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By profiling my application, I found that the bottleneck of my application is the function below. In particular it will be executed by a lot of entities (monsters) in a game, that will go onto a smartphone.

The graph is the model for this type of grid: (the final one is 25x45)

Grid model

Also, each cell has an array of 4 pointers: if the cell IsNorthPassable, it has a pointer to the Up cell, if not, null.

If I should be more precise on the other classes involved, please let me know.

private List<Cell> FindPath(Cell A, Cell B)
{
    var parent = new Dictionary<Cell, Cell>();

    List<Cell> queue = new List<Cell>();
    List<Cell> visited = new List<Cell>();

    queue.Add(A);
    parent.Add(A, null);

    while (queue.Count != 0)
    {
        Cell c = queue[0];
        queue.RemoveAt(0);

        visited.Add(c);

        if (c == B)
            break;

        foreach (Cell near in c.Links)
        {
            if (near != null)
            {
                if (!visited.Contains(near))
                {
                    parent.Add(near, c);
                    visited.Add(near);
                    queue.Add(near);
                }
            }
        }
    }

    List<Cell> path = new List<Cell>();

    if (parent.ContainsKey(B))
    {
        Cell backTrack = B;
        do
        {
            path.Add(backTrack);
            backTrack = parent[backTrack];
        }
        while (backTrack != null);
        path.Reverse();
    }

    return path;
}
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  • \$\begingroup\$ As an alternative approach, I recommend considering giving each cell a collection of "next step to" records. Each of these records holds the direction one takes from that call to get to a specific location. Then navigation is simply a case of checking what the "next step to" direction is for the required destination from each cell you are on and following it. Execution time is very small for each navigating object, but it does require a preprocessing pass each time the level changes, and more memory to store the locations. \$\endgroup\$ – Nick Udell May 26 '15 at 14:22
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I suggest you add a simple heuristic (Manhattan will do) and transform it into a A* algorithm this will reduce the number of nodes you need to explore.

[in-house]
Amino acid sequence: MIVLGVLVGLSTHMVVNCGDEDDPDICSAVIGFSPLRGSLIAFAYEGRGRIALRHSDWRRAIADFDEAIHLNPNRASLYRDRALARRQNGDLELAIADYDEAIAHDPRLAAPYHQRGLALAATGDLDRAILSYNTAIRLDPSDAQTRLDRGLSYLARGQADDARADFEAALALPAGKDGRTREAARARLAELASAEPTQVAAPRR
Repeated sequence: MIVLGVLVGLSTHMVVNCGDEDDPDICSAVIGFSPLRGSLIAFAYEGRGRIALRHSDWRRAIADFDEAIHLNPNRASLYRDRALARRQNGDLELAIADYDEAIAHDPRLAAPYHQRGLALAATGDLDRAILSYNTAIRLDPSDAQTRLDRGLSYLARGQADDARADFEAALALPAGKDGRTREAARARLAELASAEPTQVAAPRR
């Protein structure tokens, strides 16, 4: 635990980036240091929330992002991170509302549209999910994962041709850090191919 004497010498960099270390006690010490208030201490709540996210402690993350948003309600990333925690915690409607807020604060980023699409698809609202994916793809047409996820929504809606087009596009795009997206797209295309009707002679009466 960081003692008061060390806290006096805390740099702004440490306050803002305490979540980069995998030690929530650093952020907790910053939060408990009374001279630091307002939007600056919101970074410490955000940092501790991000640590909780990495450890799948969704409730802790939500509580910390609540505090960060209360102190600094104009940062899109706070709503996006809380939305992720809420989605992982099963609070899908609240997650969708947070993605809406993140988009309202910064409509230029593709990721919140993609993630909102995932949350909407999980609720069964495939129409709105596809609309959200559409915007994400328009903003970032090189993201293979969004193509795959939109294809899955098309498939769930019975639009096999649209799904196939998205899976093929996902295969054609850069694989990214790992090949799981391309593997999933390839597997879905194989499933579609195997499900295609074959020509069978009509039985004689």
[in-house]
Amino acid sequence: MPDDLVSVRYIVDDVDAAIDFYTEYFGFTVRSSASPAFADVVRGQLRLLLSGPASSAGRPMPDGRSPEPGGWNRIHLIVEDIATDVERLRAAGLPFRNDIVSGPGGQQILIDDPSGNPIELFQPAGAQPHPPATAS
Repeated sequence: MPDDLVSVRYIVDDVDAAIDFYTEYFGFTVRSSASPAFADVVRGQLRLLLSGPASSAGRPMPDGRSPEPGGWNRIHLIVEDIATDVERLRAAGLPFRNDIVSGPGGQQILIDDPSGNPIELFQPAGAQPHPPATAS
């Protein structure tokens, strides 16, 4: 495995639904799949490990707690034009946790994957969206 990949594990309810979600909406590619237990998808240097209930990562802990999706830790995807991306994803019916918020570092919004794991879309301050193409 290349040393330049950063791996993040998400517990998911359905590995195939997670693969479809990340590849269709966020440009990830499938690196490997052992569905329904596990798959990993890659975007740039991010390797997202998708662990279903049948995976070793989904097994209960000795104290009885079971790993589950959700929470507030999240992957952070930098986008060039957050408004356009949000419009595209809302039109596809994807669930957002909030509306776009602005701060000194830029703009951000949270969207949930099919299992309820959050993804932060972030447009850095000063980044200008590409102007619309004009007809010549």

queue.RemoveAt(0);

This can take \$O(n)\$ time, not something you typically want inside a loop. Instead use a data structure that allows \$O(1)\$ (or \$O(log n)\$) popFront.

You can also attempt to reduce the number of times the algorithm needs to run. For example, by caching the results and using those cached paths to calculate the new paths.

If multiple monsters have the same target you can instead flood-fill from that target. When you hit a monster you can add the path from that monster to the target.

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Beside's @ratchet freak's suggestion to use a more suitable data structure for queue (e.g. a Queue<Cell>), you can change visited.Contains(near) from an \$O(n)\$ operation to an \$O(1)\$ operation by making visited a HashSet<Cell>.

Once you've changed it to a HashSet<Cell>, the Add method returns a bool indicating whether the item was added to the set, so you could change this

if (!visited.Contains(near))
{
    parent.Add(near, c);
    visited.Add(near);
    queue.Add(near);
}

to the slightly cleaner

if (visited.Add(near))
{
    parent.Add(near, c);
    queue.Add(near);
}
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Looking at the code I don't see anything strange.

Regarding the optimization of the search in terms of speed I would suggest to use the Iterative Deepening algorithm with a heuristic function (the slope of the line that connects point A and point B can be used to build a good heuristic function).

For more info/help I would suggest asking in Stack Overflow though, as I don't know if this is the right site for it.

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I have spent a lot of time optimizing path-finding code. The most important thing is to only run the path-finder as often as you need to:

  • If all your monsters begin or end at the same place, you can run BFS once over the entire graph, and cache the results. Then finding the direction a monster needs to move is always O(1).
  • For the majority of games, an approximation to the shortest path is acceptable. HPA* is a fantastic algorithm for this which is easy to program and understand. See this post for other options.

As for your specific implementation:

  • As already mentioned, make sure you are using the correct data structures, a Queue for the queue and a Set for the visited nodes.
  • It's fairly simple to transform this into A*, which should have better performance. You will need to replace your queue with a priority queue. I have written one for C# that has been highly-optimized for path-finding. You can find it here.
    Also, make sure you use the correct tie-breaking criteria.
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not really much for making this more efficient as it is for making it a little prettier, try not to nest more than you have to.

    foreach (Cell near in c.Links)
    {
        if (near != null)
        {
            if (!visited.Contains(near))
            {
                parent.Add(near, c);
                visited.Add(near);
                queue.Add(near);
            }
        }
    }

you should merge the two if statements inside this for loop like this

foreach (Cell near in c.Links)
{
    if ((near != null) && (!visited.Contains(near)))
    {
        parent.Add(near, c);
        visited.Add(near);
        queue.Add(near);
    }
}
| improve this answer | |
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